The Cone of Concern, refers to a graphic tool for weather forecasting which especially traces the path of an oncoming storm or tropical depression. By overlaying circles on areas that could possibly be in the range of effect or path of a hurricane, cyclone or typhoon, resulting in a graphic image of a cone, one can try to anticipate which geographical mass will be affected in the coming days. What we learn from this forecasting modeling graphic is that the further we travel towards the future, the more our ability to predict it becomes uncertain. This fundamental view found in chaos theory proposes that the degree of uncertainty increases exponentially within the parameters that dictate our future against our civilizational will. This system built to predict the path of a typhoon presents how the human will attempts to confront the nature of natural phenomena. The artistic proposal in the midst of this constellation is to draw out the metaphoric towards the notion of solidarity amongst those of us facing difficult circumstances, and with human imagination, understand our very own condition in the universe.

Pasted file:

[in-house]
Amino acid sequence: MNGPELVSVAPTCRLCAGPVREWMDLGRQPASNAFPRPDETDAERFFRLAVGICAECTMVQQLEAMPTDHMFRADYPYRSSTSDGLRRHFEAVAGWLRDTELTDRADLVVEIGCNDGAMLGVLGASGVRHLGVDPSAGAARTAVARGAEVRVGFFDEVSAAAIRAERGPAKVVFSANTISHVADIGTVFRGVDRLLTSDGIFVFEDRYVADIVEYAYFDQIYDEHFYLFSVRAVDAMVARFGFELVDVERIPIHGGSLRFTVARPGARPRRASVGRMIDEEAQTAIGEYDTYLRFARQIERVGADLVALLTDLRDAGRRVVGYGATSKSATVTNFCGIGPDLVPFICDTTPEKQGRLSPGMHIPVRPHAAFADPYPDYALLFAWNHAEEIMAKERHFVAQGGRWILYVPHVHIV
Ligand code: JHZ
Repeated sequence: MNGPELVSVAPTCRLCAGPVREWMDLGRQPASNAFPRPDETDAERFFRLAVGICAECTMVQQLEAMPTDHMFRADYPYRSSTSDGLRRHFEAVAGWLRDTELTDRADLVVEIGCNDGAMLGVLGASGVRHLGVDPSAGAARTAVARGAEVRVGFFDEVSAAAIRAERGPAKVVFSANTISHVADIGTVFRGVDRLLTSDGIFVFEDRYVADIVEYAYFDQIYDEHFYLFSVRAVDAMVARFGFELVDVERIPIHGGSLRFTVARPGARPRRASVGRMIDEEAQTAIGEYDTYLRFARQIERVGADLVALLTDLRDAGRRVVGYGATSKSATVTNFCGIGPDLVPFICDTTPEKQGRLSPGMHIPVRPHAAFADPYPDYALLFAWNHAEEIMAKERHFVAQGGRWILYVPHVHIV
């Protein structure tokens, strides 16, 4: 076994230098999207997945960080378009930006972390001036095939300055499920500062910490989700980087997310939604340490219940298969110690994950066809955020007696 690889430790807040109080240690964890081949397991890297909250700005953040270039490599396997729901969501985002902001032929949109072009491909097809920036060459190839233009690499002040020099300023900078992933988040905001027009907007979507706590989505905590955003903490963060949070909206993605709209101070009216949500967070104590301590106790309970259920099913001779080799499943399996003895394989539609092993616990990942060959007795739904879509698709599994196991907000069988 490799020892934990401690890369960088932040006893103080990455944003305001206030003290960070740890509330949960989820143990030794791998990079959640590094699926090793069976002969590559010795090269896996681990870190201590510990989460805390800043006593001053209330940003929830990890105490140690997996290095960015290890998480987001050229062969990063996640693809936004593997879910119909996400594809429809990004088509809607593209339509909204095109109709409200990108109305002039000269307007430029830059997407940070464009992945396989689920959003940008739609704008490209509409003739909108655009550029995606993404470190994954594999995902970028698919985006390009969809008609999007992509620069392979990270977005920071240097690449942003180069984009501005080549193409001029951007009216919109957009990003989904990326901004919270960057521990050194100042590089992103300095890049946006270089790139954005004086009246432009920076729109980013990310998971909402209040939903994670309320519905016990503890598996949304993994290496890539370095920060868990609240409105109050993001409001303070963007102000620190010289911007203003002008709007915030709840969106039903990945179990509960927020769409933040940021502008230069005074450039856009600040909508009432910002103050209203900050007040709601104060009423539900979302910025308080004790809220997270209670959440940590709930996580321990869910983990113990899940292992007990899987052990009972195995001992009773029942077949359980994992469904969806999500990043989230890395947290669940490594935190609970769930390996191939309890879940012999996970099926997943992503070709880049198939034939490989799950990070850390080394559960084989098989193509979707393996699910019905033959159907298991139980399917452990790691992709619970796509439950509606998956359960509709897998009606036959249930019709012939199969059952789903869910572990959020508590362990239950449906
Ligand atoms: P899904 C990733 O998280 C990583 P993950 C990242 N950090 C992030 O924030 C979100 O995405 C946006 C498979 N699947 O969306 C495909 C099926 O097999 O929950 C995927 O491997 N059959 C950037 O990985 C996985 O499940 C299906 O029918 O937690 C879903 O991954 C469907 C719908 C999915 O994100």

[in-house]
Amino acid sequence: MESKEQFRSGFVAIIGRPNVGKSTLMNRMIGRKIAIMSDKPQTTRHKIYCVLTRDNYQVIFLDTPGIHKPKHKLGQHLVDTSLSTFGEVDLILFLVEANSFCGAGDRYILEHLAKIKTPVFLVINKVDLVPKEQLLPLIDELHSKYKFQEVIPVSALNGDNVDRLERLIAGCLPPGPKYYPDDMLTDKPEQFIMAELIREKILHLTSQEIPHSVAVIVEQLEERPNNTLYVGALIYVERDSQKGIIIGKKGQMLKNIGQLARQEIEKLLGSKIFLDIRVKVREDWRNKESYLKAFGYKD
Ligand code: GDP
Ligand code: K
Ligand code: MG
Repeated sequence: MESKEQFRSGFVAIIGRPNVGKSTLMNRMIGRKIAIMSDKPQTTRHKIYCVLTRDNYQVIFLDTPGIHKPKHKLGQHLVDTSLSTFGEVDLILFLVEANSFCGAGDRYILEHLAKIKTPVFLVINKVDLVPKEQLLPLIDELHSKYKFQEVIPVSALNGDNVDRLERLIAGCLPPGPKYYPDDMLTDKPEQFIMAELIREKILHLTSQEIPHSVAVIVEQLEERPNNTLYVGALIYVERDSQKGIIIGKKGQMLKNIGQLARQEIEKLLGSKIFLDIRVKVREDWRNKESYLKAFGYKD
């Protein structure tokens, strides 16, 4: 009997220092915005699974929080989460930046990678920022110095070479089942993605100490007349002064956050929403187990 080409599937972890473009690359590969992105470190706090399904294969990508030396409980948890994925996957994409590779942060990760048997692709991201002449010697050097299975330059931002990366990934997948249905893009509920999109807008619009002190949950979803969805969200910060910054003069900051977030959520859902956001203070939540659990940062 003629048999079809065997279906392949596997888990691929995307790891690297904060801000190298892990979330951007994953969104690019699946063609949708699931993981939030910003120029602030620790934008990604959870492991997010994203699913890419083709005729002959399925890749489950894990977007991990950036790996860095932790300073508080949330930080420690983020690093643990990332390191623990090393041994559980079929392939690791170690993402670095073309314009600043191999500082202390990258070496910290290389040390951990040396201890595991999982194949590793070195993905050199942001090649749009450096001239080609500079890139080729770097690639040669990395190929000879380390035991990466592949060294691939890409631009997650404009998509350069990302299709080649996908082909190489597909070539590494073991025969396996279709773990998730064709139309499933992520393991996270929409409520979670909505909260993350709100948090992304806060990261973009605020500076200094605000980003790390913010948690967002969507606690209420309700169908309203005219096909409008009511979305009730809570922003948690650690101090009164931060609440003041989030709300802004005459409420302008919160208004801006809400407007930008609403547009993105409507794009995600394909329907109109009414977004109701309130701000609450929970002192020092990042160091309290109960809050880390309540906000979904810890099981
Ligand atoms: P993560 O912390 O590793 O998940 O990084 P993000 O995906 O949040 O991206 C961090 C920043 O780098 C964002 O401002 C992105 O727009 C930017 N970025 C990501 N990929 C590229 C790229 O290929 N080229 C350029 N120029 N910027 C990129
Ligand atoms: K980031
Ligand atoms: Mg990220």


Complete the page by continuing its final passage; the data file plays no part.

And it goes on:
Haegue Yang often pairs exhibitions in secret by having certain elements flow seamlessly from one exhibition to another despite geo-political differences and seemingly irrelevant or remote circumstances. Similar to the idea of chaos theory, this method draws attention to how things are connected through commonly shared uncertainties and concerns. In this case, Yang has paired Haegue Yang: The Cone of Concern at MCAD with The Cone of Uncertainty at The Bass, Miami Beach, Florida, last year. The two exhibitions allude to weather-specific phenomena that hugely concern the regions and their populations where both institutions are located. As an outsider, Yang sees the possibility of collaboration and a sense of community being built around difficulties faced together.